Measuring your “Cash-to-cash Cycle” (C2C), means figuring out the time it takes for a dollar to go out the door until that cash comes in from sales.
This can sometimes be an eye opener for some business owners that haven’t taken the time to realistically track conversions cycles for:
- Inventory purchases
- Stock holdings and
- Sales lead times
- Value added stock - WIP (Can't be sold until other items are added)
Holding inventory is a silent killer for SMEs, creeping up over time, locking up critical working capital better spent elsewhere.
Calculate your cash-to-cash cycle: stock days + debtor days - creditor days.
[ecko_annotated header="C2C cycles change with each business" annotation="Keep in mind that every business's cash flow cycle is different depending on your industry so be sure to calculate it without leaving out any stages in your own business."]
Essentially a business with a longer C2C cycle will require additional net working capital to a business with a shorter cycle and can sometimes look less attractive to investors, so it pays to tighten up wherever you can.
There are of course a few factors that affect the C2C cycle including:
- Average time it takes for debtors to pay
- Time it takes for inventory to sell as finished goods
- Time it takes for inventory to transit from suppliers
- Credit terms if any from suppliers
- Time it takes to convert raw materials to saleable items
- Dead or slow moving stock
- And others, depending on your situation.
To lessen this problem and free up cash flow, small businesses need to put controls in place.
Inventory needs to be analysed many times during your businesses sales cycles, especially during a growth phase to minimise the impact on net capital being tied up.
Finding arrears you may not have clear visibility over such as dead or very slow moving stock is critical. Bleeding capital through dead or slow-moving stock can eventually strip a business of profits.
This is where predictive analytics can play a significant role
Before you think that this term is over your head, there are numerous tools available that can take the guesswork out of future customer buying behaviours that can help you reach a happy balance between demand and supply.
These tools start to deliver the best results once you have been using them for long enough to gather some useful data such as:
- Purchasing patterns
- and supply cycles etc.
We recommend using them from the start and if possible migrating old data over from any other system you (hopefully) have been using.
Let’s look at one example:
Say you’re a manufacturer and you know how many widgets you sell on any given day, including the raw materials that go into making your goods.
You know it takes 7 days to get delivery of your raw goods and you have credit terms of 30 days with suppliers.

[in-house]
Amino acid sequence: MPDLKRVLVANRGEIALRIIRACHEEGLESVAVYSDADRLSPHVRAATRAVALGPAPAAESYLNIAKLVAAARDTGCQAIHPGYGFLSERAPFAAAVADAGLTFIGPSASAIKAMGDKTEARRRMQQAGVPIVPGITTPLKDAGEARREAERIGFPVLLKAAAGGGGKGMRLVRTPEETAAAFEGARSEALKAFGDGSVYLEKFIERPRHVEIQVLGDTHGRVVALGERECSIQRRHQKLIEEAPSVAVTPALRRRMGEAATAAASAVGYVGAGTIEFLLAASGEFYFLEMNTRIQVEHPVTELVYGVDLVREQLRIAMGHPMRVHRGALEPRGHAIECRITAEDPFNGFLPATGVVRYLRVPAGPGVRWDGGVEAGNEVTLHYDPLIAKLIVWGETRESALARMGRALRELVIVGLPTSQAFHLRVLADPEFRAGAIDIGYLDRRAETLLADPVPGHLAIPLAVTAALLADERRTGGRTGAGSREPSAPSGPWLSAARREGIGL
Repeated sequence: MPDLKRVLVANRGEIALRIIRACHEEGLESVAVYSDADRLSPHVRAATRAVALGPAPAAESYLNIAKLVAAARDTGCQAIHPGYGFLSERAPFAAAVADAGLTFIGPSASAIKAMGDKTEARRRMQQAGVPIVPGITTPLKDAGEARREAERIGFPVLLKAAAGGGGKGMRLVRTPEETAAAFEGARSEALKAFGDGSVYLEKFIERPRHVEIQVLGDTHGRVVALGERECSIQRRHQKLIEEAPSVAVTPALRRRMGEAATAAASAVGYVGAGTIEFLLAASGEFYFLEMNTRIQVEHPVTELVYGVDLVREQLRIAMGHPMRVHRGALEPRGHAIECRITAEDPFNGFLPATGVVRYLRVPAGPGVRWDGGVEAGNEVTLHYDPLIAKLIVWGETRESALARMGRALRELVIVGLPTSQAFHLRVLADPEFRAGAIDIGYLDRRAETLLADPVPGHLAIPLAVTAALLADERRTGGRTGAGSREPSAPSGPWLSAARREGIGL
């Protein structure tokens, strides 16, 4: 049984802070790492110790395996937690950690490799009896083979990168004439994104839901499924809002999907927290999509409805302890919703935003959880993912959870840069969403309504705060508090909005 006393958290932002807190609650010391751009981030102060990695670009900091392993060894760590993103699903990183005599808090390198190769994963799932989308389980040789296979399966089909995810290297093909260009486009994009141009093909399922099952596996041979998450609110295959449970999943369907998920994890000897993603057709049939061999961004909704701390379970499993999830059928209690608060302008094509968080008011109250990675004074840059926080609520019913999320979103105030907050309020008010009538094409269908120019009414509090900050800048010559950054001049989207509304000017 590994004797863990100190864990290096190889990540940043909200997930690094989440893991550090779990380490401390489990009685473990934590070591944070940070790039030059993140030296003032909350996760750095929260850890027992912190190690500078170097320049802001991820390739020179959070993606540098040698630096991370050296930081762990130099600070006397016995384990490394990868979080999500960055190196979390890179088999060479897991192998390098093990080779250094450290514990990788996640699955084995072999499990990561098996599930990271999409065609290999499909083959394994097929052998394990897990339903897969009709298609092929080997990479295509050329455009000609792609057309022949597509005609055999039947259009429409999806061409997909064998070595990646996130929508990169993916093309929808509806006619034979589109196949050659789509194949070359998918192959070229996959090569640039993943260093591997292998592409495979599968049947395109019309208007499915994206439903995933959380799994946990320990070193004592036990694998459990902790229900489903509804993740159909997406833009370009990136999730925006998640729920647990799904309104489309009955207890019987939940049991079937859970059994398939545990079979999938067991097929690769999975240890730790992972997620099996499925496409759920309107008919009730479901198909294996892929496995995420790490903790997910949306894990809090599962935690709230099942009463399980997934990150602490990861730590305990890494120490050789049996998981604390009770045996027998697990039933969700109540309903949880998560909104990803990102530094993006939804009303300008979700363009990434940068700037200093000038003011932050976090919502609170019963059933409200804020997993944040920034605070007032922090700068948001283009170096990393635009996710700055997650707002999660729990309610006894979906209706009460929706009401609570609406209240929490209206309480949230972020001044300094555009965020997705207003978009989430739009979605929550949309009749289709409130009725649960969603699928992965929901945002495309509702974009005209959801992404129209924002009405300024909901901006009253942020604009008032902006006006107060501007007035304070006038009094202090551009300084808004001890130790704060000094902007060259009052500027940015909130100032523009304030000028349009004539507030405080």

You know you can turn raw goods into your widgets in 14 days and they sit on the warehouse floor for on average of 7 days until they are sold to customers that you invoice and get paid in 45 days.
So each time you send a dollar out the door you have a cash flow gap of 29 days between paying the supplier and getting paid for the goods you sold. Now managing this gap is the tricky part, as you need enough liquidity or net cash in the bank to cover this period.
So it’s easy to calculate this on a once-off basis, but what happens when you have variables such as weather (overseas shipments), varying supplier delivery times, irregular debtor payments etc.?
Let’s say after 12 months trading you had enough data to accurately track how much cash you need in reserve (on average) to cover normal business activity.
If you knew key metrics such as fixed costs at any time you could identify gaps, never leaving yourself short. This would be a game changer for your businesses growing pains and frustration levels.
You could also accurately determine how much you need to borrow if required without overextending credit lines to the business.
Some intelligent business tools
Most small business owners already have a grip on historical or seasonal trends and how they impact demand and supply. But, as your business grows, predicting your inventory needs becomes more complex.
This is where business intelligence software can help.
Tableau – Rated as a leader in the BI market by Gartner, Tableau is lauded for its intuitive dashboard-based visual data discovery capabilities that can be achieved without extensive skills or training. It’s available as a desktop or cloud version and has specific capabilities for supply chain management.
Unleashed Inventory Management – Possible rated as one of the best cloud inventory solutions that integrates with major accounting providers and e-commerce platform.
It can track everything down to the wire and connect to most popular cloud-based business software systems.
NetSuite – Is supply chain and inventory management software that is extremely powerful and is a great lower cost enterprise system.
There are of course numerous inventory solutions on the market from startups to corporate, this post is to get you thinking about accurately trying to manage inventory to cash.
Go forth and accurately predict how much working capital you'll need to cover the cash gaps.